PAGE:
Snowden – film review

Joseph Gordon-Levitt plays former CIA computer agent and whistleblower on surveillance tech Edward Snowden, in the new dramatisation ‘Snowden‘. Oliver Stone directs.

To be very blunt, this film manages to keep you hooked for the first two thirds, before falling into the weirdest closing sequence you will see. The film spans a large part of Edward Snowden‘s life, starting with his army training in 2004, before he is then an applicant for the CIA following a leg injury. The film is fast moving between all of these elements, the sharp quick paced dialogue helping.

Rhys Ifans is great as the Deputy Director Corbin O’Brian. The part was made Ifans, and just wouldn’t be right under the guise of anyone else. As the narrative develops pressure mounts on Snowden to ensure the safety of his girlfriend Lindsay Mills (Shailene Woodley). He is made to realise the extent of the NSA’s capabilities, and the implications of this.

Snowden‘ has had similar reactions in the press and across the internet. Many articles claiming that it fails where documentary ‘Citizenfour‘ (2014) succeeds in creating dramatic tension. The truth is that ‘Snowden‘ works very well in building an audience expectation and constantly ramping up the intensity of each dramatic sequence. There are several moments of truly nail-biting, edge-of-your-seat action sequence. This is quite surprising given that it is a film centred around surveillance technology.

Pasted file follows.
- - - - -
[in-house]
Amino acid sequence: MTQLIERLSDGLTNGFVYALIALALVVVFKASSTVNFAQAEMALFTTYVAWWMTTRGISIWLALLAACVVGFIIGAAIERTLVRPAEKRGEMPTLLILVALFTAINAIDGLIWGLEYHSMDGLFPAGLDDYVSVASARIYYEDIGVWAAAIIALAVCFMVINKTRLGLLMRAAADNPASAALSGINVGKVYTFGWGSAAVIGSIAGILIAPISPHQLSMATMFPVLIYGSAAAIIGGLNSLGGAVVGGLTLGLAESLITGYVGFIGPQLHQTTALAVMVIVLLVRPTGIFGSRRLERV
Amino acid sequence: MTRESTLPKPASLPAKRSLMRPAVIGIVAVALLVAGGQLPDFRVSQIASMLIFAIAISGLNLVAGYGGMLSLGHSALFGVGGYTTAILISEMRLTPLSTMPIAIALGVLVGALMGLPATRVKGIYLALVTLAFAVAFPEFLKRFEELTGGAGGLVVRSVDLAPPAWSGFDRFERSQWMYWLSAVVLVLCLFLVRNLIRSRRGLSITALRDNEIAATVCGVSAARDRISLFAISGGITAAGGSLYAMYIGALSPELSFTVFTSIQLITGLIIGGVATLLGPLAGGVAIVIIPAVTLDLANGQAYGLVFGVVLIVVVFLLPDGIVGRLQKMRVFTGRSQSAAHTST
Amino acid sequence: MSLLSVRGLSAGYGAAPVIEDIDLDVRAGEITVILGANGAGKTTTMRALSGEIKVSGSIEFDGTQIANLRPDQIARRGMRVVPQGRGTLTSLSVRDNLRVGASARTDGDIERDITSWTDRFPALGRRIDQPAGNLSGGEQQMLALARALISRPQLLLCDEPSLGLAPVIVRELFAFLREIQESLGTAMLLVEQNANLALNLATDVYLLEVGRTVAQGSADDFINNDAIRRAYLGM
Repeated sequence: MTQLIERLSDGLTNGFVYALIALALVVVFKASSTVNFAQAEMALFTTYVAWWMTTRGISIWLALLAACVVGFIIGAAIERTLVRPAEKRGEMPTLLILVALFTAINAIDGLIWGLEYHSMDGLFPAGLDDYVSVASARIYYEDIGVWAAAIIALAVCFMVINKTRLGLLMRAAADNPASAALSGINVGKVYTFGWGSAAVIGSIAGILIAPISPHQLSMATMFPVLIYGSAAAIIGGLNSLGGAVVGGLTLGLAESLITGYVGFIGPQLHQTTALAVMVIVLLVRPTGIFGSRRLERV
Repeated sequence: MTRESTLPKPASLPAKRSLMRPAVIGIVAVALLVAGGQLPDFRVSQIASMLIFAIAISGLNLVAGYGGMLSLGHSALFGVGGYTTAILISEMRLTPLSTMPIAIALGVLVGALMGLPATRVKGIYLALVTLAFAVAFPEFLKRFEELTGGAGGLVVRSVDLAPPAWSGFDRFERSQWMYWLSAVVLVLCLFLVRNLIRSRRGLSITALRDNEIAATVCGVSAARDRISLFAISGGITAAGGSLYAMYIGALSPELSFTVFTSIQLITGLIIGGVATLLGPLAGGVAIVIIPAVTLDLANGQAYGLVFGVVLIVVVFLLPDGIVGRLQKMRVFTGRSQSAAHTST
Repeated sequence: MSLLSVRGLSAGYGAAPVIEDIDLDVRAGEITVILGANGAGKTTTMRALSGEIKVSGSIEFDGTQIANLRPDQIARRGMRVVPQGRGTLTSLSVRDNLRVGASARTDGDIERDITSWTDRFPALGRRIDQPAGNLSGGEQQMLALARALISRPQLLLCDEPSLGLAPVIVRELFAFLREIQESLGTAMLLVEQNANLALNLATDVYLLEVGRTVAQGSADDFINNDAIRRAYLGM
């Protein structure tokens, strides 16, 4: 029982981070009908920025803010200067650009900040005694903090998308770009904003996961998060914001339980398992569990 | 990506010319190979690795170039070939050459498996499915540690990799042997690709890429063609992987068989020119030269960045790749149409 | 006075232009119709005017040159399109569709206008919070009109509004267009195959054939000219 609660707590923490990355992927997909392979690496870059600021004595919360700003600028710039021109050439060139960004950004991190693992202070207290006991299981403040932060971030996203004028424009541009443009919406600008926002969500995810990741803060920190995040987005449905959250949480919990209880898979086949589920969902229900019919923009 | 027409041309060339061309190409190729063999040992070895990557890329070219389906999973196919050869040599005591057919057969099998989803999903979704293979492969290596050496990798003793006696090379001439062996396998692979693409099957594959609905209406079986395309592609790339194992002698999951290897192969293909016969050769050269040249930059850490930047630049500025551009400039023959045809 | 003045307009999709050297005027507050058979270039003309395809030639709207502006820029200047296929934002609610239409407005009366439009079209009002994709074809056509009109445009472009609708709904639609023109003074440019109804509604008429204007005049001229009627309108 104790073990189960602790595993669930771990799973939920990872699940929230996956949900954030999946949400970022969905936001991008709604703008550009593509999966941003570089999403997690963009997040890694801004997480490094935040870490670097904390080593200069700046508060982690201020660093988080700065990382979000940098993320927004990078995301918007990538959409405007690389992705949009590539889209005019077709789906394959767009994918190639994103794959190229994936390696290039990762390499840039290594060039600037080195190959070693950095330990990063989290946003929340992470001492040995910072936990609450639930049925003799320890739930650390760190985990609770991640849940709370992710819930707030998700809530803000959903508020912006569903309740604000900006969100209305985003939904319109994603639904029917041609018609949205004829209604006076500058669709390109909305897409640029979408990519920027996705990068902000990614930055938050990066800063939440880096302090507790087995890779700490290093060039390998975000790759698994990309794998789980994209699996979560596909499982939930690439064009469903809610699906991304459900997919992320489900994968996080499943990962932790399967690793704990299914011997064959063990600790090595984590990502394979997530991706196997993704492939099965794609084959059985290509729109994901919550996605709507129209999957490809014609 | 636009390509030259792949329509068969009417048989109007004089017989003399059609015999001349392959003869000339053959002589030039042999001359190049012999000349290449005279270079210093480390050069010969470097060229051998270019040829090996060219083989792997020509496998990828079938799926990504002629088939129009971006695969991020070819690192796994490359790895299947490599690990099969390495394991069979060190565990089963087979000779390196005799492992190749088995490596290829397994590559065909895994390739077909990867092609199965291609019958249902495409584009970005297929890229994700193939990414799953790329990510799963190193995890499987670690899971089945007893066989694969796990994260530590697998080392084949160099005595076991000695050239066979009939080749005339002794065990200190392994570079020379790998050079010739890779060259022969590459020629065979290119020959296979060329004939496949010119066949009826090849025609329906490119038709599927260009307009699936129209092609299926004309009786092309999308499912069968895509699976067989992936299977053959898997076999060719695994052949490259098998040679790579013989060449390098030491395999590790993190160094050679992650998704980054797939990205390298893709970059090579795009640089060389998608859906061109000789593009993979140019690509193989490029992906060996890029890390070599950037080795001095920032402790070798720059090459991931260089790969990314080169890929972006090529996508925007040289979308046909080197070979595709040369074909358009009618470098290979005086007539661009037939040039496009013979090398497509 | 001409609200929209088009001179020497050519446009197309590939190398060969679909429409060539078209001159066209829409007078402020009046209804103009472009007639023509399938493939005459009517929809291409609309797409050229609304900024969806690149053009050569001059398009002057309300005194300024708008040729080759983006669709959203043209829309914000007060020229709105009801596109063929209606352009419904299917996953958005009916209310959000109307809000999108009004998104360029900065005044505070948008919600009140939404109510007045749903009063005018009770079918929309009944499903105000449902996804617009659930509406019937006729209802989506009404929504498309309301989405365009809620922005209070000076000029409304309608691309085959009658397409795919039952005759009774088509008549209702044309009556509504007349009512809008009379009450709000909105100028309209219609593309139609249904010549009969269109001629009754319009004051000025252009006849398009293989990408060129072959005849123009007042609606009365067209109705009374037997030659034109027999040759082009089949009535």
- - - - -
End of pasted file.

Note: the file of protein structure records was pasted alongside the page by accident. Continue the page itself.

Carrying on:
The moments of action sequence we do get are well shot, and fine detailed. The camera tells us exactly the information vital to the narrative. In other films, the use of close-up, and extreme close-up might seem out of place. Here it matches physical on-screen info and the reactions in the facial expressions of the characters

Where it really disappoints, unfortunately, is the ending. Without being too spoilerific, the performances the journalists give are so hammy it becomes unbearable. The closing sequence, much like the end of ‘The Fifth Estate‘, is intended to the be inspirational and thought provoking. Here it layers on the melodrama to almost cringeworthy levels. The moments leading up to the credits feel like a TED Talk.

The film before it fulfils all of the criteria of a dramatisation of real events. Gordon-Levitt treads the line of concern very well. The script is to the point. Although the narrative spans a number of years, we are kept at the edge of our seats for the most part. It is a great shame about the ending of the film, this may also be linked to the fact the the running time is more than two hours – perhaps it is also a shade too long in duration.

[rating=3]|Zach Roddis

Biography, Drama | USA,2016| 15| 9th December 2016 (UK)| Vertigo Films |Dir.Oliver Stone | Joseph Gordon-Levitt, Shailene Woodley, Rhys Ifans, Melissa Leo, Zachary Quinto, Nicolas Cage